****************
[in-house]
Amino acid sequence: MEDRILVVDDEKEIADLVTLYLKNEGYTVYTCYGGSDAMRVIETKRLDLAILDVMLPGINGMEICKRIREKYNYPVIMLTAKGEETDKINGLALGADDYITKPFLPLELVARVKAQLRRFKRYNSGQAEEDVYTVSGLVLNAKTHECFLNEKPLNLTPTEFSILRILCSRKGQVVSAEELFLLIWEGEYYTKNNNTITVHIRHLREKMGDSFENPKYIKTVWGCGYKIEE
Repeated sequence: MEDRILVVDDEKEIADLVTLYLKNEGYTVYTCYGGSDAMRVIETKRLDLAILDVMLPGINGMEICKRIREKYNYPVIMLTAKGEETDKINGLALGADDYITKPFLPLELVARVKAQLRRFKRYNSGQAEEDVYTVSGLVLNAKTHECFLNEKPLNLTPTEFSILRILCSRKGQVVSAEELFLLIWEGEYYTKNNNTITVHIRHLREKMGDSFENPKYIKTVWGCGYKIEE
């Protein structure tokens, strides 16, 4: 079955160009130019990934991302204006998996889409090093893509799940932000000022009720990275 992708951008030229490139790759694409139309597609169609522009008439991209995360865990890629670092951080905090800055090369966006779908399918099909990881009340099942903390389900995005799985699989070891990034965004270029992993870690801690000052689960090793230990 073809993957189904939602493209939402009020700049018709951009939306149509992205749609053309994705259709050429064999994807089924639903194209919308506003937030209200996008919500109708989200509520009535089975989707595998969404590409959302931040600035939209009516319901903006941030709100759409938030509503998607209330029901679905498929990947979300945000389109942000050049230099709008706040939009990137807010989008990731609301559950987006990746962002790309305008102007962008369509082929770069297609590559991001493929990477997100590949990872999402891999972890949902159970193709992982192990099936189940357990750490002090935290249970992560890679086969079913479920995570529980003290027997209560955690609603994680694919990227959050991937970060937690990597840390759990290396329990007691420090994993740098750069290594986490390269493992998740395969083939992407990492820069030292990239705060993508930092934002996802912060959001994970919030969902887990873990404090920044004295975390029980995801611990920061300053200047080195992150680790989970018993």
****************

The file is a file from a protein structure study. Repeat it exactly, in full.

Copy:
[in-house]
Amino acid sequence: MEDRILVVDDEKEIADLVTLYLKNEGYTVYTCYGGSDAMRVIETKRLDLAILDVMLPGINGMEICKRIREKYNYPVIMLTAKGEETDKINGLALGADDYITKPFLPLELVARVKAQLRRFKRYNSGQAEEDVYTVSGLVLNAKTHECFLNEKPLNLTPTEFSILRILCSRKGQVVSAEELFLLIWEGEYYTKNNNTITVHIRHLREKMGDSFENPKYIKTVWGCGYKIEE
Repeated sequence: MEDRILVVDDEKEIADLVTLYLKNEGYTVYTCYGGSDAMRVIETKRLDLAILDVMLPGINGMEICKRIREKYNYPVIMLTAKGEETDKINGLALGADDYITKPFLPLELVARVKAQLRRFKRYNSGQAEEDVYTVSGLVLNAKTHECFLNEKPLNLTPTEFSILRILCSRKGQVVSAEELFLLIWEGEYYTKNNNTITVHIRHLREKMGDSFENPKYIKTVWGCGYKIEE
């Protein structure tokens, strides 16, 4: 079955160009130019990934991302204006998996889409090093893509799940932000000022009720990275 992708951008030229490139790759694409139309597609169609522009008439991209995360865990890629670092951080905090800055090369966006779908399918099909990881009340099942903390389900995005799985699989070891990034965004270029992993870690801690000052689960090793230990 073809993957189904939602493209939402009020700049018709951009939306149509992205749609053309994705259709050429064999994807089924639903194209919308506003937030209200996008919500109708989200509520009535089975989707595998969404590409959302931040600035939209009516319901903006941030709100759409938030509503998607209330029901679905498929990947979300945000389109942000050049230099709008706040939009990137807010989008990731609301559950987006990746962002790309305008102007962008369509082929770069297609590559991001493929990477997100590949990872999402891999972890949902159970193709992982192990099936189940357990750490002090935290249970992560890679086969079913479920995570529980003290027997209560955690609603994680694919990227959050991937970060937690990597840390759990290396329990007691420090994993740098750069290594986490390269493992998740395969083939992407990492820069030292990239705060993508930092934002996802912060959001994970919030969902887990873990404090920044004295975390029980995801611990920061300053200047080195992150680790989970018993």